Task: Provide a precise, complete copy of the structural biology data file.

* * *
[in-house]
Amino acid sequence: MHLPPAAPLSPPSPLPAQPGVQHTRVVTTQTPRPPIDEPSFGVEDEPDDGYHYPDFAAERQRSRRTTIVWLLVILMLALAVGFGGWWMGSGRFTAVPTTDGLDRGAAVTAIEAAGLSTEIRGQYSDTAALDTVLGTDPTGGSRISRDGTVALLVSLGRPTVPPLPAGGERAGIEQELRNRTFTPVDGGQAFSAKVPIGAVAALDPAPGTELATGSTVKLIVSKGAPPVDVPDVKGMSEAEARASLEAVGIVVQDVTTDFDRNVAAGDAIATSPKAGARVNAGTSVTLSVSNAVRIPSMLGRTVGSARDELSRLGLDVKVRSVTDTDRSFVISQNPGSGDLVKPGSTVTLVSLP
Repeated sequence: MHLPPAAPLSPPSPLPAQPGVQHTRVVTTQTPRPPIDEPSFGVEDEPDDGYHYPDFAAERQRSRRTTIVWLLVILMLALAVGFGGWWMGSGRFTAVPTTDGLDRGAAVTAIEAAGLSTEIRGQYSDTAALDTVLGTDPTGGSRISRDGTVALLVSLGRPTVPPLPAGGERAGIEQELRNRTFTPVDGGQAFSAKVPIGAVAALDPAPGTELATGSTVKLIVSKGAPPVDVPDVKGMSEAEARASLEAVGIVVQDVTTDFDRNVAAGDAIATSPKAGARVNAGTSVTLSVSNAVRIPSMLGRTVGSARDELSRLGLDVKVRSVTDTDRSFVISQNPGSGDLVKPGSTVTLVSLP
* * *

[in-house]
Amino acid sequence: MHLPPAAPLSPPSPLPAQPGVQHTRVVTTQTPRPPIDEPSFGVEDEPDDGYHYPDFAAERQRSRRTTIVWLLVILMLALAVGFGGWWMGSGRFTAVPTTDGLDRGAAVTAIEAAGLSTEIRGQYSDTAALDTVLGTDPTGGSRISRDGTVALLVSLGRPTVPPLPAGGERAGIEQELRNRTFTPVDGGQAFSAKVPIGAVAALDPAPGTELATGSTVKLIVSKGAPPVDVPDVKGMSEAEARASLEAVGIVVQDVTTDFDRNVAAGDAIATSPKAGARVNAGTSVTLSVSNAVRIPSMLGRTVGSARDELSRLGLDVKVRSVTDTDRSFVISQNPGSGDLVKPGSTVTLVSLP
Repeated sequence: MHLPPAAPLSPPSPLPAQPGVQHTRVVTTQTPRPPIDEPSFGVEDEPDDGYHYPDFAAERQRSRRTTIVWLLVILMLALAVGFGGWWMGSGRFTAVPTTDGLDRGAAVTAIEAAGLSTEIRGQYSDTAALDTVLGTDPTGGSRISRDGTVALLVSLGRPTVPPLPAGGERAGIEQELRNRTFTPVDGGQAFSAKVPIGAVAALDPAPGTELATGSTVKLIVSKGAPPVDVPDVKGMSEAEARASLEAVGIVVQDVTTDFDRNVAAGDAIATSPKAGARVNAGTSVTLSVSNAVRIPSMLGRTVGSARDELSRLGLDVKVRSVTDTDRSFVISQNPGSGDLVKPGSTVTLVSLP